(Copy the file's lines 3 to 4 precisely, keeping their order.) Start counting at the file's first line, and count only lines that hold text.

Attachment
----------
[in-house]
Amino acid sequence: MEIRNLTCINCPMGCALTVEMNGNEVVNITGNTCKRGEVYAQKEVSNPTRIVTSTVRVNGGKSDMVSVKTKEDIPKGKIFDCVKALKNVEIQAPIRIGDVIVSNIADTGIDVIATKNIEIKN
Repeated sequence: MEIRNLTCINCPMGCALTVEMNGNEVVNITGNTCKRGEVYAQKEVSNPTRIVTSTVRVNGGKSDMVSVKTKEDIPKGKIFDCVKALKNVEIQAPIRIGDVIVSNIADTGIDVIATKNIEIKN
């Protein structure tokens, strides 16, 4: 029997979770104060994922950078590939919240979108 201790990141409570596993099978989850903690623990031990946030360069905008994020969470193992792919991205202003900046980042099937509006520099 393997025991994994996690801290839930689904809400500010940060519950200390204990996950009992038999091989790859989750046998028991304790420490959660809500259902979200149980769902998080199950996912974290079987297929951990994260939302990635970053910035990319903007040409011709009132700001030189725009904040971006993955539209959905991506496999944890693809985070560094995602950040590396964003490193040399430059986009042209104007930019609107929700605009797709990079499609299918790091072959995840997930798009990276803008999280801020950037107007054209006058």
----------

Repeated sequence: MEIRNLTCINCPMGCALTVEMNGNEVVNITGNTCKRGEVYAQKEVSNPTRIVTSTVRVNGGKSDMVSVKTKEDIPKGKIFDCVKALKNVEIQAPIRIGDVIVSNIADTGIDVIATKNIEIKN
């Protein structure tokens, strides 16, 4: 029997979770104060994922950078590939919240979108 201790990141409570596993099978989850903690623990031990946030360069905008994020969470193992792919991205202003900046980042099937509006520099 393997025991994994996690801290839930689904809400500010940060519950200390204990996950009992038999091989790859989750046998028991304790420490959660809500259902979200149980769902998080199950996912974290079987297929951990994260939302990635970053910035990319903007040409011709009132700001030189725009904040971006993955539209959905991506496999944890693809985070560094995602950040590396964003490193040399430059986009042209104007930019609107929700605009797709990079499609299918790091072959995840997930798009990276803008999280801020950037107007054209006058």